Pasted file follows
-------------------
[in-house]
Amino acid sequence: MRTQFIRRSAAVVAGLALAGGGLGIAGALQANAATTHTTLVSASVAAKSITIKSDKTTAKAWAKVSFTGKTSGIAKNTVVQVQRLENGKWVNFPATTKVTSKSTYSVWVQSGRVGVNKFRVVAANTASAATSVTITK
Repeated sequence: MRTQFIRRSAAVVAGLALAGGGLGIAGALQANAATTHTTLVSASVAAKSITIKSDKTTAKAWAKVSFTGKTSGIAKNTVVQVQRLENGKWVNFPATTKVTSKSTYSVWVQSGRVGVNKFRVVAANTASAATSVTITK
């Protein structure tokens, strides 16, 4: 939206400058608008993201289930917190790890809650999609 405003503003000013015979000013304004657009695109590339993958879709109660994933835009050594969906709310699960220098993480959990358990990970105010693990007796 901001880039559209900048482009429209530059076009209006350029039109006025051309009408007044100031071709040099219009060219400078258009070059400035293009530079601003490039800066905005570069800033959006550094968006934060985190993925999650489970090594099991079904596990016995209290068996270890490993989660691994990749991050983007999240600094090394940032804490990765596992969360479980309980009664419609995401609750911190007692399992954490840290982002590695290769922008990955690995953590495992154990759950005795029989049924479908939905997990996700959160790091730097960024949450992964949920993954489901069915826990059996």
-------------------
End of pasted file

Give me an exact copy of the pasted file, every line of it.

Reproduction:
[in-house]
Amino acid sequence: MRTQFIRRSAAVVAGLALAGGGLGIAGALQANAATTHTTLVSASVAAKSITIKSDKTTAKAWAKVSFTGKTSGIAKNTVVQVQRLENGKWVNFPATTKVTSKSTYSVWVQSGRVGVNKFRVVAANTASAATSVTITK
Repeated sequence: MRTQFIRRSAAVVAGLALAGGGLGIAGALQANAATTHTTLVSASVAAKSITIKSDKTTAKAWAKVSFTGKTSGIAKNTVVQVQRLENGKWVNFPATTKVTSKSTYSVWVQSGRVGVNKFRVVAANTASAATSVTITK
């Protein structure tokens, strides 16, 4: 939206400058608008993201289930917190790890809650999609 405003503003000013015979000013304004657009695109590339993958879709109660994933835009050594969906709310699960220098993480959990358990990970105010693990007796 901001880039559209900048482009429209530059076009209006350029039109006025051309009408007044100031071709040099219009060219400078258009070059400035293009530079601003490039800066905005570069800033959006550094968006934060985190993925999650489970090594099991079904596990016995209290068996270890490993989660691994990749991050983007999240600094090394940032804490990765596992969360479980309980009664419609995401609750911190007692399992954490840290982002590695290769922008990955690995953590495992154990759950005795029989049924479908939905997990996700959160790091730097960024949450992964949920993954489901069915826990059996």